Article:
National Internet Companies Seek D.C. Address

Even businesses based outside the Netplex are opening Washington Internet divisions

It used to be that information technology companies would open Washington offices as a hub for their federal sales operations.

More recently, certain infotech firms have located near the nation's capital to lobby the Federal Communications Commission and Congress, and to be closer to policy-making in general.

There is, however, another reason to be in town: the Internet. While many companies were born here, some are relocating, and many more are opening Washington divisions and branch offices.

In 1995, the Washington area had the highest number of computers per capita on the Internet of any region in the country, according to Matrix Information and Directory Services, Austin, Texas. And the Greater Washington Initiative found that more than half of all international Internet traffic moves through Washington.

Internet companies abound here in Washington, from content behemoth America Online, Dulles, Va., to access giant PSINet, Herndon, Va.

Omaha, Neb.-based MFS Communications Co., which recently bought UUnet Technologies Inc., Fairfax, Va., and was even more recently acquired by WorldCom, has opened a new division -- MFS Intelenet in Silver Spring, Md. "We're certainly excited to be a player in Silver Spring's fast emerging business market," said Richard Stoll, sales manager for MFS Intelenet.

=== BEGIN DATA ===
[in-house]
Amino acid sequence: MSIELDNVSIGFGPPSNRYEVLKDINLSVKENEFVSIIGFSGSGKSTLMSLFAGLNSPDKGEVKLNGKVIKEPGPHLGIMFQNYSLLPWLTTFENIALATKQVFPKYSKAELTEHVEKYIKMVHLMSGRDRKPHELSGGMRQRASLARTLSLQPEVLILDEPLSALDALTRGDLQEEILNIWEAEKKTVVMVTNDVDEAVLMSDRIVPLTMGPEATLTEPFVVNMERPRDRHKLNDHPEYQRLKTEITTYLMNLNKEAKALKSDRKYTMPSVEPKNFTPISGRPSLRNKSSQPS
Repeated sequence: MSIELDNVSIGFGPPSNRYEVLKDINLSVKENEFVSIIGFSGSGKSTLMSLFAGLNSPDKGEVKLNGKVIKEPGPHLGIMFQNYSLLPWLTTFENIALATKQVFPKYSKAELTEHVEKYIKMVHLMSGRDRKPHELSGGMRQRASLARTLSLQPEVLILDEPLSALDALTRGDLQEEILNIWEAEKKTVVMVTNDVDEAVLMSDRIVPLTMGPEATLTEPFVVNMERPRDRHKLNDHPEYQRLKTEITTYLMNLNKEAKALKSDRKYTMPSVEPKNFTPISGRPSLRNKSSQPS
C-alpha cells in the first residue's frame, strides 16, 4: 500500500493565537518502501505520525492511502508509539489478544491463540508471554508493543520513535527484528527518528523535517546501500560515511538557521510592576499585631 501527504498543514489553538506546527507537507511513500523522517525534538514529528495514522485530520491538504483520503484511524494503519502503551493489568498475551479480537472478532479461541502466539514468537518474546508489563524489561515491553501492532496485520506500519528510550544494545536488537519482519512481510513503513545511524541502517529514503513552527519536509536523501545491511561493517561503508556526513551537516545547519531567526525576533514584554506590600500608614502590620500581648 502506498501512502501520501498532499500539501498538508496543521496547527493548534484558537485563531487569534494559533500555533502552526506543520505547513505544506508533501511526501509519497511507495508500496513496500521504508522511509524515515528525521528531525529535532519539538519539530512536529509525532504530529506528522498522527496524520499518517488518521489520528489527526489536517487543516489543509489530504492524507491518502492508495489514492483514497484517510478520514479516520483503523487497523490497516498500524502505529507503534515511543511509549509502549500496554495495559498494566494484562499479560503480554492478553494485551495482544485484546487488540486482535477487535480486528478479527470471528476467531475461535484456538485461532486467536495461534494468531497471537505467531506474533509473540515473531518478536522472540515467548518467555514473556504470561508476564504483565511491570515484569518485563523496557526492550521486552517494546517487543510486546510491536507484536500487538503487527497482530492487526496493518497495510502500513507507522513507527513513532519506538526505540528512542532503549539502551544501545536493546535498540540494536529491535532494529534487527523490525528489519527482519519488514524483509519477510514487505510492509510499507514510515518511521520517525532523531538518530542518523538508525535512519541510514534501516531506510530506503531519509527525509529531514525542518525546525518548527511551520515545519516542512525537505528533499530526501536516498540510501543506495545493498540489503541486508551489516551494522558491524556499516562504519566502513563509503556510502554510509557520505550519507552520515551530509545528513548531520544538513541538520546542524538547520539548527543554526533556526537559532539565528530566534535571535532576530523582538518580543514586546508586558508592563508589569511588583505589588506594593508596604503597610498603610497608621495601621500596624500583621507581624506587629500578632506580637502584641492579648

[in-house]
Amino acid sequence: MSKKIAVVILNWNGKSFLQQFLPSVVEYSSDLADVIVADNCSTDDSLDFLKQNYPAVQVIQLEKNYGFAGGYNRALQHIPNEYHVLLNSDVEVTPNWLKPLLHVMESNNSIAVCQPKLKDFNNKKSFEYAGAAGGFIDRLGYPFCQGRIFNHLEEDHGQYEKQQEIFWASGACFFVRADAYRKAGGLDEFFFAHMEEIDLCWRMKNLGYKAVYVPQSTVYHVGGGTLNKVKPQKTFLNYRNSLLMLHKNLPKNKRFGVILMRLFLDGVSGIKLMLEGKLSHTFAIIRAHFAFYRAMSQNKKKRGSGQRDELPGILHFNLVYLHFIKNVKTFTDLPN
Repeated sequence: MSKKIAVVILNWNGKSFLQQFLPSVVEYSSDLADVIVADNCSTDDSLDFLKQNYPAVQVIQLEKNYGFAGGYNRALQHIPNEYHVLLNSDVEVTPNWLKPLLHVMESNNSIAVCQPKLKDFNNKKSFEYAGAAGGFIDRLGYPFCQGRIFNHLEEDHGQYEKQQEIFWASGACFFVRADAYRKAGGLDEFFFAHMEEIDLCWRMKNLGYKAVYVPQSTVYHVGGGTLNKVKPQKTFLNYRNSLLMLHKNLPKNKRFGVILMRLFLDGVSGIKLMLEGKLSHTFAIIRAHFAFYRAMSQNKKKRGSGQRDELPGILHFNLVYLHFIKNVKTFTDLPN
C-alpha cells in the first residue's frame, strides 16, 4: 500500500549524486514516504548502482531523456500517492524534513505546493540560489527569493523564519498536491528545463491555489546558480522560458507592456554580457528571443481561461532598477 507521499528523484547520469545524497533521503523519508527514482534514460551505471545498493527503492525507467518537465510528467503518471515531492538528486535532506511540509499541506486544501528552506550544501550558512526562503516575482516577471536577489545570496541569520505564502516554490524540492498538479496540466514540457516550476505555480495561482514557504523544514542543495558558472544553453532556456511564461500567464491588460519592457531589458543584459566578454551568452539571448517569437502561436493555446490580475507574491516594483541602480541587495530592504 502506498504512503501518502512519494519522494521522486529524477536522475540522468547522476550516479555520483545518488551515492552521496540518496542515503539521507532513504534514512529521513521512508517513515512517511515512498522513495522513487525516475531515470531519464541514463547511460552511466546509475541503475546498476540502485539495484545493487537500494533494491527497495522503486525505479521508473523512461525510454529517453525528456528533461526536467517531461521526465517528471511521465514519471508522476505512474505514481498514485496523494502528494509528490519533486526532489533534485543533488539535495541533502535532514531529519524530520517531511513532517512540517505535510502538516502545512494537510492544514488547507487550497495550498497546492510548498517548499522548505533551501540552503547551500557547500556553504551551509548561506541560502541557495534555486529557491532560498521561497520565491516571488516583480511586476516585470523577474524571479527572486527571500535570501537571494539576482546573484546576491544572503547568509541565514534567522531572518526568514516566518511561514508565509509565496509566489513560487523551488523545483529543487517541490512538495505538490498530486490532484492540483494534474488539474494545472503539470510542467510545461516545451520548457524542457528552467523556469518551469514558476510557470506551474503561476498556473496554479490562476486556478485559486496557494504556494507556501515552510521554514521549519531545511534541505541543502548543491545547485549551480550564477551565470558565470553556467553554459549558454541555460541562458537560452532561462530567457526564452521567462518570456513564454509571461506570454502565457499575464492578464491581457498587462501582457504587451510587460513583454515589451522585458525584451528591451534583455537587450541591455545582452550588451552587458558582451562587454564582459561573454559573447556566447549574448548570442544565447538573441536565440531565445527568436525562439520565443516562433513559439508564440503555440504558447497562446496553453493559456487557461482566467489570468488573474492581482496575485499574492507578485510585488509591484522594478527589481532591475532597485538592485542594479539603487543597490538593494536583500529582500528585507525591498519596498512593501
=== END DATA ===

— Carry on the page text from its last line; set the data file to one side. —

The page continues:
Meanwhile, Atlanta-based HomeCom Communications, an Internet development company, has opened a new office in McLean, Va. "Washington, D.C., is the Internet capital of the world," said Harvey Sax, president of HomeCom. Sax pointed to the investments by the Advanced Research Projects Agency and the National Science Foundation, both located in Washington, as the seeds of the Internet's growth.

"There is a concentration of government, industry security and Internet technology need and expertise in the D.C. area," Sax said.

HomeCom has tapped Roger Nebel to run the Washington office. Nebel has been in the systems integration business for 20 years with the Defense Information Systems Agency, the Internal Revenue Service and the Drug Enforcement Agency, among others.

"I've watched the Internet steadily grow over the past two decades with the government customer and now it's exploding in the commercial market," said Nebel. The new office will focus on Internet security consulting.

In addition to corporations, many associations, including the Internet Society, Reston, Va., are based in the Netplex.

It won't be long before Internet companies without a Washington presence will feel out of the loop.

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